This piece originally appeared in the Nevada Independent
By Patrick Donnelly
Nevada’s Board of Wildlife Commissioners is intentionally designed to protect the entrenched interests of people who shoot wildlife. By promoting policies exclusively designed to improve opportunity for hunters, they have perpetuated an unjust system which benefits a small number of Nevadans.
By statute, the commission is charged with “establishing broad policies for the protection, propagation, restoration, transplanting, introduction and management of wildlife in this State.” It also oversees the Nevada Department of Wildlife, which implements those policies. Wildlife managers and biologists at the department can make recommendations, but the commission bears ultimate responsibility for wildlife management in the state.
Two recent debacles have clearly illustrated just how broken and out of touch with Nevadans the commission is.
First are coyote killing contests, barbaric rituals where contestants try to win prizes by slaughtering the most coyotes in a day. Banned in other states, these contests are unpopular with the public and out of step with the prevailing moral code of society. Yet, the commission has dithered on the issue for many months, failing to introduce a policy to ban the bloodsport. At the November meeting, the commission will apparently be voting on potential language for a ban on coyote killing contests. The commission’s legitimacy hangs in the balance.
Second is the state’s trophy black bear hunt. Wildlife advocates requested that the Department of Wildlife or the commission suspend the bear hunt in areas affected by recent catastrophic wildfires in the Sierra Nevada. Black bears, having recently run for their lives from climate change-fueled flames, now face hunters siccing GPS-collared hounds on them and shooting them out of trees.
Rather than stop this reprehensible hunt, the department instead doubled down, saying these poor fire-beleaguered bears need to be killed for their own good. It’s disgusting, and the commission stood quietly by.
The Nevada Board of Wildlife Commissioners has rigid categories that make it institutionally biased toward hunting and killing animals. State law requires that five members of the commission must have held a hunting or fishing license for three of the last four years. Additionally, two commissioners are allotted to agriculture – one for ranching, one for farming. There is one slot for someone representing conservation, and another for a member of the general public.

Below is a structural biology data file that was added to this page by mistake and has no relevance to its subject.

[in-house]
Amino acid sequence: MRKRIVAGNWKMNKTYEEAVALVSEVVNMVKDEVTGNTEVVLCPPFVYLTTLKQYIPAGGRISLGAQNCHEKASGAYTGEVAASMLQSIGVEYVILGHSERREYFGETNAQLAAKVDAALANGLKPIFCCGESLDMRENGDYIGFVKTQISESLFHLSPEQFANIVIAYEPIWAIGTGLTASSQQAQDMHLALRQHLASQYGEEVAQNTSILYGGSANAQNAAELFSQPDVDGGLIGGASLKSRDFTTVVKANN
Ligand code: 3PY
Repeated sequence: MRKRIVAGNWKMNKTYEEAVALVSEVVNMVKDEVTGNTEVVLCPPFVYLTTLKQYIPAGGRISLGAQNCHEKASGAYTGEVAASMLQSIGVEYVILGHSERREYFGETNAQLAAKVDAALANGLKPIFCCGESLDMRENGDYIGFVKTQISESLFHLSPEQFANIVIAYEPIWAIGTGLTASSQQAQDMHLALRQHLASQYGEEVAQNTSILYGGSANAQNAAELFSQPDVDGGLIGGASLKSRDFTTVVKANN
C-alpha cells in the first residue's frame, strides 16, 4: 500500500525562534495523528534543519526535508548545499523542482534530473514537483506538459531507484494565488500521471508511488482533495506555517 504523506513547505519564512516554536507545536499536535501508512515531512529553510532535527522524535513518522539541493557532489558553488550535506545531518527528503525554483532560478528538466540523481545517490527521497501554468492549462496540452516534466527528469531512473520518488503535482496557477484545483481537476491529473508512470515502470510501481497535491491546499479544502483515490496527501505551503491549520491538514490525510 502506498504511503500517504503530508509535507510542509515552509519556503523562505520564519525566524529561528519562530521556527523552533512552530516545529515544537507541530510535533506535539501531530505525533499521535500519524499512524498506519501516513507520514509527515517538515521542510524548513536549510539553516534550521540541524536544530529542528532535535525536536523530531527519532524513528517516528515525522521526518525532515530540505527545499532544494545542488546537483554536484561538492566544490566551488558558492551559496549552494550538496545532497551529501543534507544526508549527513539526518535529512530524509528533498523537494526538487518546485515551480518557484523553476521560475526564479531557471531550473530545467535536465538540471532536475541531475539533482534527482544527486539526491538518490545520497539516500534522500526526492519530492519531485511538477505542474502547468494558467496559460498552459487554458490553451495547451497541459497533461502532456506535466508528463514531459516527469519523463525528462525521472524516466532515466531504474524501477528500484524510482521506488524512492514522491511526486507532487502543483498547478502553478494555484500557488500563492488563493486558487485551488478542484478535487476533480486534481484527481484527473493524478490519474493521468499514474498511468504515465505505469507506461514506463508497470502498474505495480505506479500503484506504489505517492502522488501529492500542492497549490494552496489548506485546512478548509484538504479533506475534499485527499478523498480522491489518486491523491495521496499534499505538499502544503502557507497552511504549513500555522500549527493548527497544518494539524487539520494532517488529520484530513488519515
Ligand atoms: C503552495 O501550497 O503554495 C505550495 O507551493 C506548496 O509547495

So of this nine person board, seven people represent interests whose primary interaction with wildlife is to kill it.
There are also geographic requirements that are wildly out of step with the population of the state. A maximum of 33 percent of the commission can be from Clark County, which has 75 percent of the state’s population. Washoe County gets 22 percent, despite hosting 14 percent of the population. And rural counties, which constitute some 12 percent of the state’s population, get a whopping 45 percent of the seats.
This has led to some entirely predictable outcomes demographically. If you tune into a Zoom meeting of the commission, you’ll see a lot of white male faces. The commission looks nothing like the broad racial, ethnic and gender diversity of Nevada.
The department also enacts questionable policy to serve hunters. Huge amounts of pinyon-juniper woodlands have been clear cut specifically to create habitat for mule deer, the state’s most popular game animal. Non-native fish have been introduced in many places, sometimes driving native fish to extinction. The greater sage-grouse, an animal of intense conservation concern, is still hunted in this state, even as it teeters on the brink of Endangered Species Act listing. These activities are undertaken at the behest of the commission.
If the commission looked more like Nevada, it would arrive at decisions that benefit more than a small group of Nevadans who hunt. This doesn’t mean there shouldn’t be hunting. But hunting should not be the driving force of wildlife conservation in this state.
One option is to reform the commission by changing the parameters that guide its membership. There should be more representatives from the state’s most populous county. There should be only one agriculture seat. There should be at least one seat allocated for a representative of Nevada’s Native American tribes. And systems must be put in place to ensure equity and representation on the commission. The commission should look like Nevada.
There is another intriguing option: Do we need a commission at all? The Department of Wildlife is filled with competent wildlife managers, many of them scientists. If freed from the rigidly pro-hunting constraints of the current commission, might the department make decisions based on the welfare and health of wildlife populations?
Minnesota is one state where there is no commission. There, the Department of Natural Resources reports directly to the governor. And there’s evidence of improved outcomes for wildlife. For instance, Minnesota bucked the trend of abhorrent wolf hunts this year, while other states with wolf populations declared open season. Could we do likewise and abolish the Nevada Board of Wildlife Commissioners?
Wildlife activists will be weighing these options in coming months as we move toward the next legislative session.
In the meantime, the commission faces a decision in November. Will they reflect the common moral sensibilities of our society and ban coyote killing contests? Or will they continue to represent a tiny minority of Nevadans who find competitive bloodsport acceptable? It’s a test of the legitimacy of this commission, and it’s unclear if they will pass.
Patrick Donnelly is the state director at the Center for Biological Diversity.